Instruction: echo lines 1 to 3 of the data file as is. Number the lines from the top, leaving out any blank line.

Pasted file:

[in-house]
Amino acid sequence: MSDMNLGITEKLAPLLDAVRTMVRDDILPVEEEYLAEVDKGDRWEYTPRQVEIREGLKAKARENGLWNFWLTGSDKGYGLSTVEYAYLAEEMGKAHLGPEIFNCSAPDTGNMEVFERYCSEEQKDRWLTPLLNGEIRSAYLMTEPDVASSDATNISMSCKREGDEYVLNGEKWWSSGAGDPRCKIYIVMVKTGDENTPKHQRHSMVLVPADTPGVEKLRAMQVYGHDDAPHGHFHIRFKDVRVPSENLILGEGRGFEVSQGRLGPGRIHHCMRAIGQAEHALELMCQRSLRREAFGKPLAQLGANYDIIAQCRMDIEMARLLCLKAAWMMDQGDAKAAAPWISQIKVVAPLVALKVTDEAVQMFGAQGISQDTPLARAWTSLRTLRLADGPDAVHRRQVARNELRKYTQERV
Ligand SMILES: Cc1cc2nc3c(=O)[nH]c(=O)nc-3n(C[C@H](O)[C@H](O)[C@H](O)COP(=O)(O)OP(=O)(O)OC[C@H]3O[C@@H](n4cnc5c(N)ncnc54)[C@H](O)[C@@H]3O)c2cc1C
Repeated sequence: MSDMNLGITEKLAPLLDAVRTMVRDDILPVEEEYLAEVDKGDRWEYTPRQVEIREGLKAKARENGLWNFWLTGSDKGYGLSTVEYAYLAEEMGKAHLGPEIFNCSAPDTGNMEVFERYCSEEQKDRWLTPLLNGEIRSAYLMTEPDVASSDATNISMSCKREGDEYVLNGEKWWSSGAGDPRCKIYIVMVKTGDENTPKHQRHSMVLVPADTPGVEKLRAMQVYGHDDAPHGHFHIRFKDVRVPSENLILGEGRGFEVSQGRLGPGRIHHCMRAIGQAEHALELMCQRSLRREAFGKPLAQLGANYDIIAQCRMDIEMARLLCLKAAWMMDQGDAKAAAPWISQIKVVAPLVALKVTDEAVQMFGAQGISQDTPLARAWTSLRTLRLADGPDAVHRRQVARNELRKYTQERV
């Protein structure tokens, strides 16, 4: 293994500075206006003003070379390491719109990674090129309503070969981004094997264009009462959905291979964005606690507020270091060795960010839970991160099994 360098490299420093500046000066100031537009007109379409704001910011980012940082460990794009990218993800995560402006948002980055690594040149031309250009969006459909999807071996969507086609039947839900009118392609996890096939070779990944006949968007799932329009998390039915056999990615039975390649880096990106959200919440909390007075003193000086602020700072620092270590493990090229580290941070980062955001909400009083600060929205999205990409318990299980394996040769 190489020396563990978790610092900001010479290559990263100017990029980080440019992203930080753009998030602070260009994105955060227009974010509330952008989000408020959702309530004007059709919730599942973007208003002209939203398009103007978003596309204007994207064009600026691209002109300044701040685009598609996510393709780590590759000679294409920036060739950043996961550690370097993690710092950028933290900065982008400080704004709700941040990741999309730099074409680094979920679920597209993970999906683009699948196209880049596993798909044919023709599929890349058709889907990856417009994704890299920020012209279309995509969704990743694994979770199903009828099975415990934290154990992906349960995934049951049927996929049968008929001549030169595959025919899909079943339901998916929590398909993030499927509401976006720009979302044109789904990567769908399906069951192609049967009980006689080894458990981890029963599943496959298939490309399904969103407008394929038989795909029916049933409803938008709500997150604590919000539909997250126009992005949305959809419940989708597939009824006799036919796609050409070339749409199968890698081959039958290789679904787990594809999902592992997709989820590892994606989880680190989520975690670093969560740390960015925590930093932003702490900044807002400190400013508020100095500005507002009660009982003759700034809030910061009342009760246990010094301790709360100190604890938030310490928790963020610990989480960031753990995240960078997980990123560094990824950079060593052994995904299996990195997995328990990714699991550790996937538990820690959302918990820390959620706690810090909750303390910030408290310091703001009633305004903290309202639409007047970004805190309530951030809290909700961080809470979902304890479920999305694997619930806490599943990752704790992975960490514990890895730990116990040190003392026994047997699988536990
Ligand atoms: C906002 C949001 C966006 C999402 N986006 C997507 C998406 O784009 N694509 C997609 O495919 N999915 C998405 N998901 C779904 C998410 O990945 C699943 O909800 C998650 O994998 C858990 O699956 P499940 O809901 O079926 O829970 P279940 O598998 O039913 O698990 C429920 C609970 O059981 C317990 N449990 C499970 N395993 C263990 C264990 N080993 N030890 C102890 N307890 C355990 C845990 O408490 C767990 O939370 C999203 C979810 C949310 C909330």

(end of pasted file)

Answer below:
[in-house]
Amino acid sequence: MSDMNLGITEKLAPLLDAVRTMVRDDILPVEEEYLAEVDKGDRWEYTPRQVEIREGLKAKARENGLWNFWLTGSDKGYGLSTVEYAYLAEEMGKAHLGPEIFNCSAPDTGNMEVFERYCSEEQKDRWLTPLLNGEIRSAYLMTEPDVASSDATNISMSCKREGDEYVLNGEKWWSSGAGDPRCKIYIVMVKTGDENTPKHQRHSMVLVPADTPGVEKLRAMQVYGHDDAPHGHFHIRFKDVRVPSENLILGEGRGFEVSQGRLGPGRIHHCMRAIGQAEHALELMCQRSLRREAFGKPLAQLGANYDIIAQCRMDIEMARLLCLKAAWMMDQGDAKAAAPWISQIKVVAPLVALKVTDEAVQMFGAQGISQDTPLARAWTSLRTLRLADGPDAVHRRQVARNELRKYTQERV
Ligand SMILES: Cc1cc2nc3c(=O)[nH]c(=O)nc-3n(C[C@H](O)[C@H](O)[C@H](O)COP(=O)(O)OP(=O)(O)OC[C@H]3O[C@@H](n4cnc5c(N)ncnc54)[C@H](O)[C@@H]3O)c2cc1C